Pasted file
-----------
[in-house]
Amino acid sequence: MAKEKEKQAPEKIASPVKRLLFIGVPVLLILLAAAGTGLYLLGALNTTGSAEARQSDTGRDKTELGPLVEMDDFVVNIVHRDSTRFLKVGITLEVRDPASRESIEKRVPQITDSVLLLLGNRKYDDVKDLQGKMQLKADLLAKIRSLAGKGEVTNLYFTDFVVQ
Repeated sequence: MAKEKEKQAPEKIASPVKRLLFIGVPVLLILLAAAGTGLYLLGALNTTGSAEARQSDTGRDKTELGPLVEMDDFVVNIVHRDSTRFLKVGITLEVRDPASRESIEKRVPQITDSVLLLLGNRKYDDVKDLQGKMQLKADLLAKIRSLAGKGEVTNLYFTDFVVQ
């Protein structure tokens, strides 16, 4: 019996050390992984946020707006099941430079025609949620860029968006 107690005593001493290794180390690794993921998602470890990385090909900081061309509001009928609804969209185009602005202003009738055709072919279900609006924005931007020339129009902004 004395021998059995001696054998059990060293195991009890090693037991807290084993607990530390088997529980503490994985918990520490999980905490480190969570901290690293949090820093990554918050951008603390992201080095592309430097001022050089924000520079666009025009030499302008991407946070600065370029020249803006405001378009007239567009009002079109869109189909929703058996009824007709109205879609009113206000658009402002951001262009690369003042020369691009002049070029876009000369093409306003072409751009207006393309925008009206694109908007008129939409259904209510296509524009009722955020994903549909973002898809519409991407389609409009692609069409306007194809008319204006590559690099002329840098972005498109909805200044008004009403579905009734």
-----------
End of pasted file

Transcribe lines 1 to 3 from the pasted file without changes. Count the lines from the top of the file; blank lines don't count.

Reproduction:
[in-house]
Amino acid sequence: MAKEKEKQAPEKIASPVKRLLFIGVPVLLILLAAAGTGLYLLGALNTTGSAEARQSDTGRDKTELGPLVEMDDFVVNIVHRDSTRFLKVGITLEVRDPASRESIEKRVPQITDSVLLLLGNRKYDDVKDLQGKMQLKADLLAKIRSLAGKGEVTNLYFTDFVVQ
Repeated sequence: MAKEKEKQAPEKIASPVKRLLFIGVPVLLILLAAAGTGLYLLGALNTTGSAEARQSDTGRDKTELGPLVEMDDFVVNIVHRDSTRFLKVGITLEVRDPASRESIEKRVPQITDSVLLLLGNRKYDDVKDLQGKMQLKADLLAKIRSLAGKGEVTNLYFTDFVVQ